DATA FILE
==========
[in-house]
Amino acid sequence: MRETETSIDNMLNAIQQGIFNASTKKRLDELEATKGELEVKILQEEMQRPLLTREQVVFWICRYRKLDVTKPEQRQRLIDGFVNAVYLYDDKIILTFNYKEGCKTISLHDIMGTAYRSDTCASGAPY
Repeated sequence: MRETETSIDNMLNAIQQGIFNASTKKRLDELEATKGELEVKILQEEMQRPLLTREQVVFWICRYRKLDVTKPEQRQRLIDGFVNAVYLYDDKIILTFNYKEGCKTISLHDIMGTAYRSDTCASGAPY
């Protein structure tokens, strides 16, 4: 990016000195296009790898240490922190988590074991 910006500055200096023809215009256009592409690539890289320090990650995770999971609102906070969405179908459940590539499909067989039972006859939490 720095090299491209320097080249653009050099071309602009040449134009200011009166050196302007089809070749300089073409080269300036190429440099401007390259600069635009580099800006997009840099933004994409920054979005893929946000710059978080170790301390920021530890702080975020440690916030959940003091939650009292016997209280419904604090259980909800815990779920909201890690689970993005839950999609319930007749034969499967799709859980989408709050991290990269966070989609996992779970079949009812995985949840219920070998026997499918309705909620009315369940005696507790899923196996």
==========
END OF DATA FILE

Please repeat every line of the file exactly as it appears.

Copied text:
[in-house]
Amino acid sequence: MRETETSIDNMLNAIQQGIFNASTKKRLDELEATKGELEVKILQEEMQRPLLTREQVVFWICRYRKLDVTKPEQRQRLIDGFVNAVYLYDDKIILTFNYKEGCKTISLHDIMGTAYRSDTCASGAPY
Repeated sequence: MRETETSIDNMLNAIQQGIFNASTKKRLDELEATKGELEVKILQEEMQRPLLTREQVVFWICRYRKLDVTKPEQRQRLIDGFVNAVYLYDDKIILTFNYKEGCKTISLHDIMGTAYRSDTCASGAPY
């Protein structure tokens, strides 16, 4: 990016000195296009790898240490922190988590074991 910006500055200096023809215009256009592409690539890289320090990650995770999971609102906070969405179908459940590539499909067989039972006859939490 720095090299491209320097080249653009050099071309602009040449134009200011009166050196302007089809070749300089073409080269300036190429440099401007390259600069635009580099800006997009840099933004994409920054979005893929946000710059978080170790301390920021530890702080975020440690916030959940003091939650009292016997209280419904604090259980909800815990779920909201890690689970993005839950999609319930007749034969499967799709859980989408709050991290990269966070989609996992779970079949009812995985949840219920070998026997499918309705909620009315369940005696507790899923196996």